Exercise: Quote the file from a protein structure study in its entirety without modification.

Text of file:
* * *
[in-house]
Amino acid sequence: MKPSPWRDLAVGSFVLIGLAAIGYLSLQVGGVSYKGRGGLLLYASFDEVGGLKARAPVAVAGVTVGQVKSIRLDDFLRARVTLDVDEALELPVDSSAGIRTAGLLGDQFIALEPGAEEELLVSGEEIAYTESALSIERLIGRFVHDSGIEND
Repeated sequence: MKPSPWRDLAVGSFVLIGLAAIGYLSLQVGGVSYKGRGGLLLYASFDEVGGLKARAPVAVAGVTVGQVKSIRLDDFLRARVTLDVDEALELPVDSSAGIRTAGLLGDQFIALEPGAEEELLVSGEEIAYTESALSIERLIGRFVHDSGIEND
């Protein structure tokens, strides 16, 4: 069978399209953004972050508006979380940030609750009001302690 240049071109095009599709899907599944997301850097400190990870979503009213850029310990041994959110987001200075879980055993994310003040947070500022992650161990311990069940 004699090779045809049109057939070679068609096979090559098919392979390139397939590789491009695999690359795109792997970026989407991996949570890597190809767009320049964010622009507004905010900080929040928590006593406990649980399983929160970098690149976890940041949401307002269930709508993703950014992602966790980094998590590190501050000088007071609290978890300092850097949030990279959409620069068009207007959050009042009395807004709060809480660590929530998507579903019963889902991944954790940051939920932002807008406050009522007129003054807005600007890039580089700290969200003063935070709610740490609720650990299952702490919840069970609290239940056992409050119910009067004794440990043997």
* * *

[in-house]
Amino acid sequence: MKPSPWRDLAVGSFVLIGLAAIGYLSLQVGGVSYKGRGGLLLYASFDEVGGLKARAPVAVAGVTVGQVKSIRLDDFLRARVTLDVDEALELPVDSSAGIRTAGLLGDQFIALEPGAEEELLVSGEEIAYTESALSIERLIGRFVHDSGIEND
Repeated sequence: MKPSPWRDLAVGSFVLIGLAAIGYLSLQVGGVSYKGRGGLLLYASFDEVGGLKARAPVAVAGVTVGQVKSIRLDDFLRARVTLDVDEALELPVDSSAGIRTAGLLGDQFIALEPGAEEELLVSGEEIAYTESALSIERLIGRFVHDSGIEND
């Protein structure tokens, strides 16, 4: 069978399209953004972050508006979380940030609750009001302690 240049071109095009599709899907599944997301850097400190990870979503009213850029310990041994959110987001200075879980055993994310003040947070500022992650161990311990069940 004699090779045809049109057939070679068609096979090559098919392979390139397939590789491009695999690359795109792997970026989407991996949570890597190809767009320049964010622009507004905010900080929040928590006593406990649980399983929160970098690149976890940041949401307002269930709508993703950014992602966790980094998590590190501050000088007071609290978890300092850097949030990279959409620069068009207007959050009042009395807004709060809480660590929530998507579903019963889902991944954790940051939920932002807008406050009522007129003054807005600007890039580089700290969200003063935070709610740490609720650990299952702490919840069970609290239940056992409050119910009067004794440990043997």